Mexican artist Gonzalo Lebrija’s sculpture ‘Lamento’, too explores the concept of the monument. ‘Lamento’ is a small white sculpture of a man leaning on his head on his arm that is raised to his head in a position of sorrow. Originally conceived as a large scale monument specially for the city of Guadalajara in Mexico, the man represents sadness at the absurdity of mans modernisation of the city which led to the destruction and disregard for a lot of its important historical architecture. Unable to publicly realise this project Lebrija began to make and exhibit small replicas with the original intention of selling them through the private art market to fund the large scale statue. Lebrija eventually decided against the creation of a large statue, realising that it would become a monstrous addition to the cities surrounding modern buildings that the statue itself was mourning. In its small scale realisation ‘Lamento’ is a somewhat more powerful sculpture, capturing a moment of sadness between man and the world, the miniature man excerpts a monumental presence in the room, playing with the traditions and conformities of the size and scale of the ‘monument’. The idea that ‘Lamento’ can be replicated also presents the concept of a universal statue of sorrow whose relevance as appropriate in many cities globally as it is in Guadalajara.

Some of the other memorable works for me in the Biennial reflect poetically upon its concepts. One of which is Frank Ortega’s ‘Music for a small boat crossing a medium sized river’. The story behind this piece is a short public boat journey crossing the Bobos River in Mexico. This short journey, duration only a couple of minutes, is taken by a number of local people daily, during which the boatman will play songs from a selection of CDs he has in the boat. Interested in the concept of this journey being accompanied by music and the fact that the journey was so short it was unlikely the full song would be heard, Ortega contacted musician Brian Eno asked if he would create a piece of music specifically for the journey. The song Brian Eno created was then put on to CD and given to the boat driver to keep in his collection of journey music. The work in the Biennial consists of a collection of photographs of showing the boat on its journey, framed letters to and from Brain Eno and a framed CD. Exploring the space between public and private, the beauty of this work lies in the fact that as the viewer you can not listen to the music, the resolution of the artwork only exists for the people who take the journey across the river if it happens to be chosen by the boatman during their journey.

Another piece focusing on music is Angelica Mesiti’s four-channel video piece ‘Citizens Band’ which documents the extraordinary performances of four different migrant musicians, exploring notions of migration, cultural ethnicity, performance in the public sphere and the unification of global citizens. Each player performs a distinct sound that reflects its cultural origin, however the public location of the performances reflect foreignness; a Cameroonian woman energetically beats out a rhythm in a Parisian swimming pool as if playing African drums; an Algerian man plays a Casio keyboard and sings using his voice in a melodic and emotionally stirring performance on the Parisian subway whilst fellow travellers look on, a Mongolian man sits on a Sydney street corner playing a horse head fiddle and throat singing as the world continues around him and a Sudanese taxi driver whistles a beautiful complex melody inside his car whilst the night time city traffic passes by. The videos are shot like portraits of the performers and for a few minutes the viewer is transported to their inner worlds. The short performances are shown on each screen in turn and culminate in one performance as the four surrounding screens transform into a blur of lights and an assemblage of sounds enveloping the viewer in a unique and beautiful audiovisual experience.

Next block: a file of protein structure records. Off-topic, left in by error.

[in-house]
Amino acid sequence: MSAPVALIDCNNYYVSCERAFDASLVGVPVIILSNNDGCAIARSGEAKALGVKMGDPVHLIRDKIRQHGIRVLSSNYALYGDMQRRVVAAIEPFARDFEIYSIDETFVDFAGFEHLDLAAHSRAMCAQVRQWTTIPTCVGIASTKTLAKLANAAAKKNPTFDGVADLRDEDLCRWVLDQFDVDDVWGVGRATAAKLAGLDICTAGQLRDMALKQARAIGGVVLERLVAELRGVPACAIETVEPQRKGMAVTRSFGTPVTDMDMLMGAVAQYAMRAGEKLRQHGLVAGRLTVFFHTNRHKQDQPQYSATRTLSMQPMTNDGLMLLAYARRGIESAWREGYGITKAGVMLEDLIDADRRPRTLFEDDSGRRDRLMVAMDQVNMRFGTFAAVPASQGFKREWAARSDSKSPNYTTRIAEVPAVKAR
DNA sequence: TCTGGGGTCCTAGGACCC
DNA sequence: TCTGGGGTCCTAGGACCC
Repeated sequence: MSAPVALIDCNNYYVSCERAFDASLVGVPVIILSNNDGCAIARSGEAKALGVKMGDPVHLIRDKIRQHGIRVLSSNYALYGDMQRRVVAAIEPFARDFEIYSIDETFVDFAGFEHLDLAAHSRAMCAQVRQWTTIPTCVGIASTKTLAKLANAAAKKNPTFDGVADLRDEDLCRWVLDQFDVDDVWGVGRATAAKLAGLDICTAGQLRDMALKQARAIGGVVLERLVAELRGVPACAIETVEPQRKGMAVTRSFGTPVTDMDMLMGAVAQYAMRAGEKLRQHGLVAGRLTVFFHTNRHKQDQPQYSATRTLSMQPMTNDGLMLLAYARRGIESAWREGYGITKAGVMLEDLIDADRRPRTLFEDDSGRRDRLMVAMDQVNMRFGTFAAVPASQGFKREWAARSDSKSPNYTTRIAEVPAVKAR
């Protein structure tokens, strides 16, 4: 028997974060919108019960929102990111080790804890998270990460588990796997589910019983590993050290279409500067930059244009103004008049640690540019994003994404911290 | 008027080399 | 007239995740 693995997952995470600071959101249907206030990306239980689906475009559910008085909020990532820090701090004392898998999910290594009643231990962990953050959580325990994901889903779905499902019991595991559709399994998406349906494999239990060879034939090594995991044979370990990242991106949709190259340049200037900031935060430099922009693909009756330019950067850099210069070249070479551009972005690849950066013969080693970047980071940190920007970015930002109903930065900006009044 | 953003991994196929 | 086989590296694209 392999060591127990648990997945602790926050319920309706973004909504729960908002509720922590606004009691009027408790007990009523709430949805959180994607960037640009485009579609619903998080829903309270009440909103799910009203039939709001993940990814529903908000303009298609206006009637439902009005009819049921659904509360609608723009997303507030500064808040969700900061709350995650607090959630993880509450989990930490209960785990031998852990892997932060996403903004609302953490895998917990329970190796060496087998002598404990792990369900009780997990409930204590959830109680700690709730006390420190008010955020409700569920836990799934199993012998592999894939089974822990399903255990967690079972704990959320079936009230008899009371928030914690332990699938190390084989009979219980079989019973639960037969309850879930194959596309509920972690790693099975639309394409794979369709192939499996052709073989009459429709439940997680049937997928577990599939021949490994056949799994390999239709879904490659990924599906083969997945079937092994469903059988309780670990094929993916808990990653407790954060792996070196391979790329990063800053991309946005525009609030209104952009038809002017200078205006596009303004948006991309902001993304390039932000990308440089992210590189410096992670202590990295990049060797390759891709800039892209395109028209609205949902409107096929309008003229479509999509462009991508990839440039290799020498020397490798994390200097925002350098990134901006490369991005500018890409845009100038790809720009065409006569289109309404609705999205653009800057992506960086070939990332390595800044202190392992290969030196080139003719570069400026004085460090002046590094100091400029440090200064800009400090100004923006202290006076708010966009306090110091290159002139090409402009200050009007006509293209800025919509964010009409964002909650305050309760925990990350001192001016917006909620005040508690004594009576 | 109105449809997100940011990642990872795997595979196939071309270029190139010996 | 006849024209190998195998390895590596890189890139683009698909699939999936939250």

Finally I will mention ‘Violent Green’ a film made collaboratively by filmmakers Kaan Karachennem and Franz von Bodelschwingh with the Turkish poet Lale Müldür, of whom the Biennials title is borrowed from. The film, an experimental narrative, simultaneously acts as portrait, a social commentary and also even satire. Edited down from hours of footage, the resulting 20-minute film is a collection of bizarre and beautiful moments. The lines between filmmaker and subject are blurred and deconstructed, as both Kaan Karachennem and Franz von Bodelschwingh step into the cameras frame, in one scene we see one of them brushing poets hair, in another captured moment the three both supporting Lale as they attempt to walk across a snowy hill. Set in contemporary Istanbul and filmed mainly in a collection of public locations around the city, from the walk through Taxsim to an encounter by the Bosphorous, the scenes move in dreamlike sequence like a visual poem we are reminded simply of the poetry in the moment.